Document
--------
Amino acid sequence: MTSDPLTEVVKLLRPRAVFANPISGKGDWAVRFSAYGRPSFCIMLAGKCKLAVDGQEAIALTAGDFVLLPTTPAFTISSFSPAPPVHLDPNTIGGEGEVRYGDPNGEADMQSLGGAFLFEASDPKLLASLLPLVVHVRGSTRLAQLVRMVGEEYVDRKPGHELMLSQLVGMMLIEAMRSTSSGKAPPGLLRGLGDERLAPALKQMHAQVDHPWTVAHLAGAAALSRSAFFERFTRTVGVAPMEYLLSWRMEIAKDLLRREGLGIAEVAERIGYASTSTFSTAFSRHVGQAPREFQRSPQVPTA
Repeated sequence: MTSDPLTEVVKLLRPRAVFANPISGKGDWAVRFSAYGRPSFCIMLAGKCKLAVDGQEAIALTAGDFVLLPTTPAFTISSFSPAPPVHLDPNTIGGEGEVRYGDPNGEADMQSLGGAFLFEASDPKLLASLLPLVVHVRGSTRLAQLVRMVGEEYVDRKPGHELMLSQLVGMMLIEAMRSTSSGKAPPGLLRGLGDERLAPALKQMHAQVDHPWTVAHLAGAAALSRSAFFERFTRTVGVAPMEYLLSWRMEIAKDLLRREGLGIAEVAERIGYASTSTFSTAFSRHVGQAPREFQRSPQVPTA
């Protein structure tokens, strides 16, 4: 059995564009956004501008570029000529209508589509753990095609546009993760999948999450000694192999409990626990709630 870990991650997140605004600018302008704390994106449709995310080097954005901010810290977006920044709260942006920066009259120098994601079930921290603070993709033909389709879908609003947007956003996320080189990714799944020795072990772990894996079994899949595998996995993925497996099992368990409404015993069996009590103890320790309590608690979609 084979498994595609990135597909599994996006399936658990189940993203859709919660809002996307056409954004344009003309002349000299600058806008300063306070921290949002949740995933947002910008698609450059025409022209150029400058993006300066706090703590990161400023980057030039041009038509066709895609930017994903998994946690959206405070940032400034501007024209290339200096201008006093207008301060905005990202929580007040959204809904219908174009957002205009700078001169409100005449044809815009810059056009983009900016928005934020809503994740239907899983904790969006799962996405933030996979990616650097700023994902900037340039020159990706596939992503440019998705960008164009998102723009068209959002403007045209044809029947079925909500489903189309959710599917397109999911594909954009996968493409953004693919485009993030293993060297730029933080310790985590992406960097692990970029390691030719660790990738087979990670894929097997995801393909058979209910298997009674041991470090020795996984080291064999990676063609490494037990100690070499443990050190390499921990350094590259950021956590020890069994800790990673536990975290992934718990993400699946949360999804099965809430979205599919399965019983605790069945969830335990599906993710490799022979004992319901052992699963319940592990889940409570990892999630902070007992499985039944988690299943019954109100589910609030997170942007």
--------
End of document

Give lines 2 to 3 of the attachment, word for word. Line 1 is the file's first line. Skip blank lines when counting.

Repeated sequence: MTSDPLTEVVKLLRPRAVFANPISGKGDWAVRFSAYGRPSFCIMLAGKCKLAVDGQEAIALTAGDFVLLPTTPAFTISSFSPAPPVHLDPNTIGGEGEVRYGDPNGEADMQSLGGAFLFEASDPKLLASLLPLVVHVRGSTRLAQLVRMVGEEYVDRKPGHELMLSQLVGMMLIEAMRSTSSGKAPPGLLRGLGDERLAPALKQMHAQVDHPWTVAHLAGAAALSRSAFFERFTRTVGVAPMEYLLSWRMEIAKDLLRREGLGIAEVAERIGYASTSTFSTAFSRHVGQAPREFQRSPQVPTA
């Protein structure tokens, strides 16, 4: 059995564009956004501008570029000529209508589509753990095609546009993760999948999450000694192999409990626990709630 870990991650997140605004600018302008704390994106449709995310080097954005901010810290977006920044709260942006920066009259120098994601079930921290603070993709033909389709879908609003947007956003996320080189990714799944020795072990772990894996079994899949595998996995993925497996099992368990409404015993069996009590103890320790309590608690979609 084979498994595609990135597909599994996006399936658990189940993203859709919660809002996307056409954004344009003309002349000299600058806008300063306070921290949002949740995933947002910008698609450059025409022209150029400058993006300066706090703590990161400023980057030039041009038509066709895609930017994903998994946690959206405070940032400034501007024209290339200096201008006093207008301060905005990202929580007040959204809904219908174009957002205009700078001169409100005449044809815009810059056009983009900016928005934020809503994740239907899983904790969006799962996405933030996979990616650097700023994902900037340039020159990706596939992503440019998705960008164009998102723009068209959002403007045209044809029947079925909500489903189309959710599917397109999911594909954009996968493409953004693919485009993030293993060297730029933080310790985590992406960097692990970029390691030719660790990738087979990670894929097997995801393909058979209910298997009674041991470090020795996984080291064999990676063609490494037990100690070499443990050190390499921990350094590259950021956590020890069994800790990673536990975290992934718990993400699946949360999804099965809430979205599919399965019983605790069945969830335990599906993710490799022979004992319901052992699963319940592990889940409570990892999630902070007992499985039944988690299943019954109100589910609030997170942007």